My kids are in a funk, now that “Back to School” signs are cropping up at stores. We’ll soon be at the local Staples to stock up on school supplies that are a far cry from my list way back when. My kids need pencils, pens and notebooks, but they have an itemized, computer print-out of everything else: binders (three rings, two inches wide, please), calculators, USB flash drives, colored pencils (not crayons, not pencils, but both!) and just about everything else you can write with and on.
School bags are now backpacks, hefty enough to hold at least 50 pounds and durable enough to last the entire year. In Ben’s case, the bag also needs to be lead-lined and odor-resistant, since the contents can trigger even the toughest gag reflex. One year, he carried road kill, a little frog he found in the school parking lot. Last year I pulled out no fewer than 14 sandwiches, in varying stages of decay. He said he didn’t want to make me feel bad by tossing them out at school, so he put them back in his bag – out of sight, out of mind.
School supplies when I was a kid consisted of two no. 2 pencils and one BIC ballpoint for my imitation leather pencil case. My school bag looked like an attaché case and my textbooks were covered in brown paper, courtesy of Mom, who spent hours cutting up bags (do the math: five kids, with five or six books each = a lot of paper bags).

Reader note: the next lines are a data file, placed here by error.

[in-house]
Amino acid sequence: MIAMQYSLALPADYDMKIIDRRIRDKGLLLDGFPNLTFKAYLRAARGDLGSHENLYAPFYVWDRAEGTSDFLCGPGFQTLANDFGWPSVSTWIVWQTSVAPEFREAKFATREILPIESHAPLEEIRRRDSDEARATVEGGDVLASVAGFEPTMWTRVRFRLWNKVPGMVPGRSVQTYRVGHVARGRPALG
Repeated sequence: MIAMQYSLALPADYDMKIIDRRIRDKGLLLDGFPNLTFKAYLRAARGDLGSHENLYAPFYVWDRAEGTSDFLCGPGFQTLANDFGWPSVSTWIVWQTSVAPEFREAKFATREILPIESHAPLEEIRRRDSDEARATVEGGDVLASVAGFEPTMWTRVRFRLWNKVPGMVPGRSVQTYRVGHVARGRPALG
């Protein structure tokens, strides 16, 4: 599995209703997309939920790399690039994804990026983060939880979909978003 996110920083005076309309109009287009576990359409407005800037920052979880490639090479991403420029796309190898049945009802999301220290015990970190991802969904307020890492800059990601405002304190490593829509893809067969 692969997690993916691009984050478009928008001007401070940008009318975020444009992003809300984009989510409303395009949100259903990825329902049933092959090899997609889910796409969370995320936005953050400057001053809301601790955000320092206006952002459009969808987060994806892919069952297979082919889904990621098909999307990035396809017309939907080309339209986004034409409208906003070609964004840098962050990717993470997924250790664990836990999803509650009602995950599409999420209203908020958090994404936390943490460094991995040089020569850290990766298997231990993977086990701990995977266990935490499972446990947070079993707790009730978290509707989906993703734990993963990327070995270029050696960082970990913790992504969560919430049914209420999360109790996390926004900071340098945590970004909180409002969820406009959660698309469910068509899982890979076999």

Despite the book-covering marathon, my mom usually found time during the first week of school to put a quick note in our pencil cases, wishing us luck and signing it with a quick “Love ya!”
My kids go to public school, so a first day outfit is pretty casual: jeans, sneakers, clean shirt (in Ben’s case, semi-clean is okay). I went to Catholic school, which meant I was 15 before I even owned jeans. We went to school in dresses and skirts, with knee socks in the fall and spring, tights in the winter.
Recess was a pretty big deal back then. We had separate school yards – again, the Catholic influence — with one side for girls, the other for boys, and it was divided by an invisible no-man’s land. Nuns patrolled the perimeter, and the worse thing that could happen to you was being tossed into the boys’ side. (I suppose the second worse thing was being tossed back.)
I remember one day getting a little too close, and Danny Lemire launched a loogie at me that hit me on the bare knee (being spring, I had knee socks on), and there it stayed, until we went back into class and nerdy Irene Coulombe took pity on me and used one of her handkerchiefs to wipe it off.
My kids won’t have handkerchiefs in their school bags. They won’t have bobby pins or slide rules (“Mom, what is a slide rule, anyway?) or little bottles of glue with rubber tips. That’s okay, cuz when I get around to it – and I will — they’ll have their own “Love ya” note.
Yup, it’ll be in that backpack, somewhere. Maybe between the pages of the two-inch binder, or wedged under the rocket scientist calculator . . . or maybe even beneath that squished, soon-to-rot sandwich.